Making Massive Black Hole Binaries Merge
Many fascinating questions remain unanswered by last week’s detection of gravitational waves produced by a coalescing binary black hole system (GW150914) by LIGO. One of these is whether the fact that the similarity of the component masses (29 and 36 times the mass of the Sun respectively) is significant.
An interesting paper appeared on the arXiv last week by Marchant et al. that touches on this. Here is the abstract (you can click on it to make it larger):
Although there is some technical jargon, the point is relatively clear. It appears that very masssive, very low metallicity binary stars can evolve into black hole binary systems via supernova explosions without disrupting their orbit. The term ‘low metallicity’ characteristises stars that form from primordial material (i.e. basically hydrogen and helium) early in the cycle of stellar evolution. Such material has very different opacity properties from material with significant quantities of heavier elements in it, which alters the dynamical evolution considerably.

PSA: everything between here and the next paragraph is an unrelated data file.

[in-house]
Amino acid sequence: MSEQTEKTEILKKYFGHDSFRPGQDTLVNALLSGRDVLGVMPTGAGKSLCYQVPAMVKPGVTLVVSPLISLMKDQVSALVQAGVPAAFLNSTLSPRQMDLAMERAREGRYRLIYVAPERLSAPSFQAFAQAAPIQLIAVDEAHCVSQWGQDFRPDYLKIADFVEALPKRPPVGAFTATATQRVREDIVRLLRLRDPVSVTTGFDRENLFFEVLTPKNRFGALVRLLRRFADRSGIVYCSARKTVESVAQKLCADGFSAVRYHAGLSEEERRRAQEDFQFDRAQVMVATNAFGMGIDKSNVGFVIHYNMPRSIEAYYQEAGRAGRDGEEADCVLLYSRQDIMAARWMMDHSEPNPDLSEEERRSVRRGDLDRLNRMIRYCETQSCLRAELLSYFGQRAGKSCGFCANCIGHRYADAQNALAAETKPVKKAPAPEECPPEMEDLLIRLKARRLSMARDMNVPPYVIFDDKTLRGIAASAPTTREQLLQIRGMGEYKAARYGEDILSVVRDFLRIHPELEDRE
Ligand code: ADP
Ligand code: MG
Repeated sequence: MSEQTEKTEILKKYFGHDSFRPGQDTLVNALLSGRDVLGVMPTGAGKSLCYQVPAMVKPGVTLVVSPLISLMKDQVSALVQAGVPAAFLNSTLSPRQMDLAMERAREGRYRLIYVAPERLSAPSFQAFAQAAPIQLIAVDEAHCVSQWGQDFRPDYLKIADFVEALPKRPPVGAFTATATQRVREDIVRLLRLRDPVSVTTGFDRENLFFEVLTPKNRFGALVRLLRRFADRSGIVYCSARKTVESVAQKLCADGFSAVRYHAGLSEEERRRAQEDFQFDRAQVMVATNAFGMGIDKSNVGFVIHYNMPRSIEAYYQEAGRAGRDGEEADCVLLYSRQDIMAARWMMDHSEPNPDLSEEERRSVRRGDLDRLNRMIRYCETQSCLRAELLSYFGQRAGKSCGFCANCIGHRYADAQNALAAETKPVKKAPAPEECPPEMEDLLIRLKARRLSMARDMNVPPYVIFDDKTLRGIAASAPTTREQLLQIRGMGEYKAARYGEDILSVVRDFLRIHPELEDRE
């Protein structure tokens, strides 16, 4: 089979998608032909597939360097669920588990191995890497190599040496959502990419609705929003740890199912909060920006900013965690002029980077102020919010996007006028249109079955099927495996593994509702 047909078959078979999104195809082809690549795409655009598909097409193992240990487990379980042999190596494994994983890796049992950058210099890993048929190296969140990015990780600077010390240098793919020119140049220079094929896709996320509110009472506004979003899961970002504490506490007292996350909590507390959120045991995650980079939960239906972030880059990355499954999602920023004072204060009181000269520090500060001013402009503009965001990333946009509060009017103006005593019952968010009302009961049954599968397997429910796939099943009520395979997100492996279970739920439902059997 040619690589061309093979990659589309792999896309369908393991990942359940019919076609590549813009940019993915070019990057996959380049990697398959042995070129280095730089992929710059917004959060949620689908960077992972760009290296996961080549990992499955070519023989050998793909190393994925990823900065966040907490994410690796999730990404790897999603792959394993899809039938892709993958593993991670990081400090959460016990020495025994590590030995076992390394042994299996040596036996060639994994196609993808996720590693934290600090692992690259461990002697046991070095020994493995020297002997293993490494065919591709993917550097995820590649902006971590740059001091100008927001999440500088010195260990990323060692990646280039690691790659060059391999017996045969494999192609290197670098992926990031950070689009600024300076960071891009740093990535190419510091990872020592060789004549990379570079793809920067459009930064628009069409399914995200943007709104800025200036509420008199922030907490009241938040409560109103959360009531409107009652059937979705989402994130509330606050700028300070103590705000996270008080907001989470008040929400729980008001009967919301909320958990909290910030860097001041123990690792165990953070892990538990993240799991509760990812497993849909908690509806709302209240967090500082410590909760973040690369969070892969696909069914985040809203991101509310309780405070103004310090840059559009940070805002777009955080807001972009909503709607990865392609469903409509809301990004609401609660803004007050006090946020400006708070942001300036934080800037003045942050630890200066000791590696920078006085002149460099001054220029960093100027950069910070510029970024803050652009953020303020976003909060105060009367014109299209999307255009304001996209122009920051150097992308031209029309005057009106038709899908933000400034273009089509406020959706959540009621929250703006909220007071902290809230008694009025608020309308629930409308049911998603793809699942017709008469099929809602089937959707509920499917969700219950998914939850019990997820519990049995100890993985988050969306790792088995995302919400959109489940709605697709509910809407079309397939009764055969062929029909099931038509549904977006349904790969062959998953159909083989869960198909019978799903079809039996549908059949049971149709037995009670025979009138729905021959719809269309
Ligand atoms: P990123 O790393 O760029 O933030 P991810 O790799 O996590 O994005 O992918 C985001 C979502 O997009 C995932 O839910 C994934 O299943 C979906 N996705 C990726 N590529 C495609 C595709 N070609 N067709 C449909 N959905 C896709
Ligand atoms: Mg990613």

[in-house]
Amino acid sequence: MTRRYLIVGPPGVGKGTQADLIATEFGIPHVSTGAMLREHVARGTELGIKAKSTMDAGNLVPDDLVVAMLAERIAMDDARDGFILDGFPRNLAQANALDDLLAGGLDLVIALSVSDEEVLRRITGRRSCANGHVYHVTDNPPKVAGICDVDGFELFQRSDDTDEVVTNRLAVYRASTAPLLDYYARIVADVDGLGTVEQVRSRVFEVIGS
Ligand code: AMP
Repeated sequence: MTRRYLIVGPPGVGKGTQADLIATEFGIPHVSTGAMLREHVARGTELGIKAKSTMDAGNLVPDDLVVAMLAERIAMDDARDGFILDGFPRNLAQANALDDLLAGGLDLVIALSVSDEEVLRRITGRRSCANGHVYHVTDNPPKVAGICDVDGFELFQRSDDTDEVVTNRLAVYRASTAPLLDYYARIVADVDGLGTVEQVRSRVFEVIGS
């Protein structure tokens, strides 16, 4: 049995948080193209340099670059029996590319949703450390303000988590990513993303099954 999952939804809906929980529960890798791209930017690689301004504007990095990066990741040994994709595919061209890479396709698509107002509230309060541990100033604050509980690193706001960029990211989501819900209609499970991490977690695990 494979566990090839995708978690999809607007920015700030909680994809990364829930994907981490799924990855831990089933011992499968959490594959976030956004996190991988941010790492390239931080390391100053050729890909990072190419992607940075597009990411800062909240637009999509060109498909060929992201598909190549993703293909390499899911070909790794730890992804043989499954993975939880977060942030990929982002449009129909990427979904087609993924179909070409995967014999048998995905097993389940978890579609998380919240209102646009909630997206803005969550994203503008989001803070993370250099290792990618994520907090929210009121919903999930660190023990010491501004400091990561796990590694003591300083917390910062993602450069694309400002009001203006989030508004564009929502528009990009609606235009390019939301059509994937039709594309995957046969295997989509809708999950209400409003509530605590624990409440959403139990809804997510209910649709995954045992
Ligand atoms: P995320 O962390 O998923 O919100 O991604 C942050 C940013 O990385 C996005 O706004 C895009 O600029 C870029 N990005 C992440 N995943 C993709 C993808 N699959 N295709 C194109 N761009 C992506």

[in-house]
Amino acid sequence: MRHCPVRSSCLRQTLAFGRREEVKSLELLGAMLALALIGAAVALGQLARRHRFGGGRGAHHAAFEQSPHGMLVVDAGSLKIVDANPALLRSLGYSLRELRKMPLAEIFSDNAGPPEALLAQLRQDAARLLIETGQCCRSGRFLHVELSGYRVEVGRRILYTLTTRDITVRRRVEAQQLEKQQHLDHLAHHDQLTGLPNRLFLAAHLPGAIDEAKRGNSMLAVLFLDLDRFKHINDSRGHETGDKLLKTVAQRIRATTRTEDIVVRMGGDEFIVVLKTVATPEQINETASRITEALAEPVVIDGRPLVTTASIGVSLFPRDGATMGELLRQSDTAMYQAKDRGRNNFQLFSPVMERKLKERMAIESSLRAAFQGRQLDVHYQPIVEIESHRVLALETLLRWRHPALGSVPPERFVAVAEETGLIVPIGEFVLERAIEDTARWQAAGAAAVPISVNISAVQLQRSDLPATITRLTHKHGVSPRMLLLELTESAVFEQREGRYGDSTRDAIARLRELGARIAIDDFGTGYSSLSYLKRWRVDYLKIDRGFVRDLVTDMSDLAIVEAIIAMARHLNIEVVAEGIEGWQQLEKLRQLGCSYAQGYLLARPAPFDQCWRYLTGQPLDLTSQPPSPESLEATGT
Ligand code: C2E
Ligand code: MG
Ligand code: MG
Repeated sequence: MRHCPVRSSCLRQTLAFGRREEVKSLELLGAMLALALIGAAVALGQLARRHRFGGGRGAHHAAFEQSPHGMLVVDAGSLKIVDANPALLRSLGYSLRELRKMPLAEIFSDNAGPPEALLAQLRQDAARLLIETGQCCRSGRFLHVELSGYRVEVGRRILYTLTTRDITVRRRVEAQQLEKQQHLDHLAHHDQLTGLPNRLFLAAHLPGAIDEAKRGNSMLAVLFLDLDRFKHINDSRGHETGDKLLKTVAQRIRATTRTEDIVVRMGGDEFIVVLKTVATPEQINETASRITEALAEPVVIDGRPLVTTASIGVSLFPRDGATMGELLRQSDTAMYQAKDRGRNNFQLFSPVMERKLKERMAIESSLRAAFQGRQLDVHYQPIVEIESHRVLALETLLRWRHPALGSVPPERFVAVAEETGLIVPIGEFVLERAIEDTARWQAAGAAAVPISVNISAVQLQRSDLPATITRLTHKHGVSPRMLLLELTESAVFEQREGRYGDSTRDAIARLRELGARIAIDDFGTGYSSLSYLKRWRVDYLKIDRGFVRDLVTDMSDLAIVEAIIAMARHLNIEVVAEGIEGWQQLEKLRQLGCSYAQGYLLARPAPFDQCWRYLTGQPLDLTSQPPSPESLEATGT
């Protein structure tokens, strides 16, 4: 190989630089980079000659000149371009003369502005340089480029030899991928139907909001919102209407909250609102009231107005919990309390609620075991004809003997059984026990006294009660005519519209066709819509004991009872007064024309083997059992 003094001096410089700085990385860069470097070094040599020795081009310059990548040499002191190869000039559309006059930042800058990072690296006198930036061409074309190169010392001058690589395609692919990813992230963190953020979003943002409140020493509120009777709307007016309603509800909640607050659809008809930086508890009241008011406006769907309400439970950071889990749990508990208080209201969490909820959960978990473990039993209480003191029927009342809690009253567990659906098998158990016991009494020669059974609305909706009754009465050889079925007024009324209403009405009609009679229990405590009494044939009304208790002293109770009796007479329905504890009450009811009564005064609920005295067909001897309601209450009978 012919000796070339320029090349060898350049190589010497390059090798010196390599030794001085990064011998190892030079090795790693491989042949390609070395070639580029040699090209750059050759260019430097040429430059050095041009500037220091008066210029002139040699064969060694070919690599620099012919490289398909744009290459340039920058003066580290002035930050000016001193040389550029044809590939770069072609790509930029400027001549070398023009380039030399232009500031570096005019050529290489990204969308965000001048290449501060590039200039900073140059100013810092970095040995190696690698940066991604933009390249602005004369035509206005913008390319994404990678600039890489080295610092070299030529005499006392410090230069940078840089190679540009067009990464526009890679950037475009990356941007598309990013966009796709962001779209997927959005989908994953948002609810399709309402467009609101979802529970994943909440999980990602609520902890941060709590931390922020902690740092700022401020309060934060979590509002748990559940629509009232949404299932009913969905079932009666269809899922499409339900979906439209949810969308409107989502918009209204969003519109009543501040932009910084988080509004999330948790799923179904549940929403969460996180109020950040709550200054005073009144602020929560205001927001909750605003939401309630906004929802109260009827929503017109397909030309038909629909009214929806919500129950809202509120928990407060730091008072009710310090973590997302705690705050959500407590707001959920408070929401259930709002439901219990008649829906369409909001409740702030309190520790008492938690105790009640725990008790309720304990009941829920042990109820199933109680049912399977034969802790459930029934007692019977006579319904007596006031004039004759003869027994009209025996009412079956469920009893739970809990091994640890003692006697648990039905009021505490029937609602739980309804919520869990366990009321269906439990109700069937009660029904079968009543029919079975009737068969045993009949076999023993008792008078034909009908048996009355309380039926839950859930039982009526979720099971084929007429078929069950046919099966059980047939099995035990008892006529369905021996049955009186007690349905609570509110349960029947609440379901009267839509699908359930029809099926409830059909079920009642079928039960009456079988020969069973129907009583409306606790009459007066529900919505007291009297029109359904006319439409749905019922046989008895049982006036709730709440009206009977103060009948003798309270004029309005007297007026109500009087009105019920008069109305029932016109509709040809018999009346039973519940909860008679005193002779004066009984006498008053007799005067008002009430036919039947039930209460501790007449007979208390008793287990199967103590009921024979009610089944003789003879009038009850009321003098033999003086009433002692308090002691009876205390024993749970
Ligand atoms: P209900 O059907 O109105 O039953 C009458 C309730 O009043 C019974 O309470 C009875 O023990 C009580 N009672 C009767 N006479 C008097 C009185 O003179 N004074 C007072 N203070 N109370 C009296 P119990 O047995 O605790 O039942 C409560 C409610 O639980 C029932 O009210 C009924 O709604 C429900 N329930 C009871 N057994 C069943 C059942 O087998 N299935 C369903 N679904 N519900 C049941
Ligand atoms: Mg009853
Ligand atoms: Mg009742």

(Remember that to an astrophysicist, chemistry is extremely simple. Hydrogen and helium make up most of the atomic matter in the Universe; all the rest is called “metals” including carbon, nitrogen, and oxygen…. )
Anyway, this theoretical paper is relevant because the mass ratios produced by this mechanism are expected to be of order unity, as is the case of GW150914. One observation doesn’t prove much, but it’s definitely Quite Interesting…
Incidentally, it has been reported that another gravitational wave source may have been detected by LIGO, in October last year. This isn’t as clean a signal as the first, so it will require further analysis before a definitive result is claimed, but it too seems to be a black hole binary system with a mass ratio of order unity…
You wait forty years for a gravitational wave signal from a binary black hole merger and then two come along in quick succession…Follow @telescoper